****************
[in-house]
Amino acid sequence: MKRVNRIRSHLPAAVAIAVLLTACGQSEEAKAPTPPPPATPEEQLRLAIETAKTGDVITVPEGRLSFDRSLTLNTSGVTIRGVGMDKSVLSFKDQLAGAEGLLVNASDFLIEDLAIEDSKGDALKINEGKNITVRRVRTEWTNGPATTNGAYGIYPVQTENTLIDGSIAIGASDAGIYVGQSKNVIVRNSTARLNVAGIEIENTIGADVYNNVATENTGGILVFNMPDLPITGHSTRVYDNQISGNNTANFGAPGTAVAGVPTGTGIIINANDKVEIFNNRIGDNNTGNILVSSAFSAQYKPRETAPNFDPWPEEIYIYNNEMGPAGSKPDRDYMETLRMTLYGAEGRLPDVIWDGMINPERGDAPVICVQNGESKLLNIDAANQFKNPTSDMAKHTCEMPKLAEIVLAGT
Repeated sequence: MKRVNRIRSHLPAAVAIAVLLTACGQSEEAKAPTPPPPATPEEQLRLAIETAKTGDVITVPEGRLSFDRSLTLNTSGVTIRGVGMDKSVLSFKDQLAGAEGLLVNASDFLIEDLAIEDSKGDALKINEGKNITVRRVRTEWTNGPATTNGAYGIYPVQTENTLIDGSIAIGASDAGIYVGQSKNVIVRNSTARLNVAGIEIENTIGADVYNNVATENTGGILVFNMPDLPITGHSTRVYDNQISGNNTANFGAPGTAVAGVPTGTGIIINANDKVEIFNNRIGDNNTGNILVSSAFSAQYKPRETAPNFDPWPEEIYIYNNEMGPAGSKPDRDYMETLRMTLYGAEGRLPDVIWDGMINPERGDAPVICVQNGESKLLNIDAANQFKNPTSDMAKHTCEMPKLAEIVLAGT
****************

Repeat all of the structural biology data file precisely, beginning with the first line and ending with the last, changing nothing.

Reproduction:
[in-house]
Amino acid sequence: MKRVNRIRSHLPAAVAIAVLLTACGQSEEAKAPTPPPPATPEEQLRLAIETAKTGDVITVPEGRLSFDRSLTLNTSGVTIRGVGMDKSVLSFKDQLAGAEGLLVNASDFLIEDLAIEDSKGDALKINEGKNITVRRVRTEWTNGPATTNGAYGIYPVQTENTLIDGSIAIGASDAGIYVGQSKNVIVRNSTARLNVAGIEIENTIGADVYNNVATENTGGILVFNMPDLPITGHSTRVYDNQISGNNTANFGAPGTAVAGVPTGTGIIINANDKVEIFNNRIGDNNTGNILVSSAFSAQYKPRETAPNFDPWPEEIYIYNNEMGPAGSKPDRDYMETLRMTLYGAEGRLPDVIWDGMINPERGDAPVICVQNGESKLLNIDAANQFKNPTSDMAKHTCEMPKLAEIVLAGT
Repeated sequence: MKRVNRIRSHLPAAVAIAVLLTACGQSEEAKAPTPPPPATPEEQLRLAIETAKTGDVITVPEGRLSFDRSLTLNTSGVTIRGVGMDKSVLSFKDQLAGAEGLLVNASDFLIEDLAIEDSKGDALKINEGKNITVRRVRTEWTNGPATTNGAYGIYPVQTENTLIDGSIAIGASDAGIYVGQSKNVIVRNSTARLNVAGIEIENTIGADVYNNVATENTGGILVFNMPDLPITGHSTRVYDNQISGNNTANFGAPGTAVAGVPTGTGIIINANDKVEIFNNRIGDNNTGNILVSSAFSAQYKPRETAPNFDPWPEEIYIYNNEMGPAGSKPDRDYMETLRMTLYGAEGRLPDVIWDGMINPERGDAPVICVQNGESKLLNIDAANQFKNPTSDMAKHTCEMPKLAEIVLAGT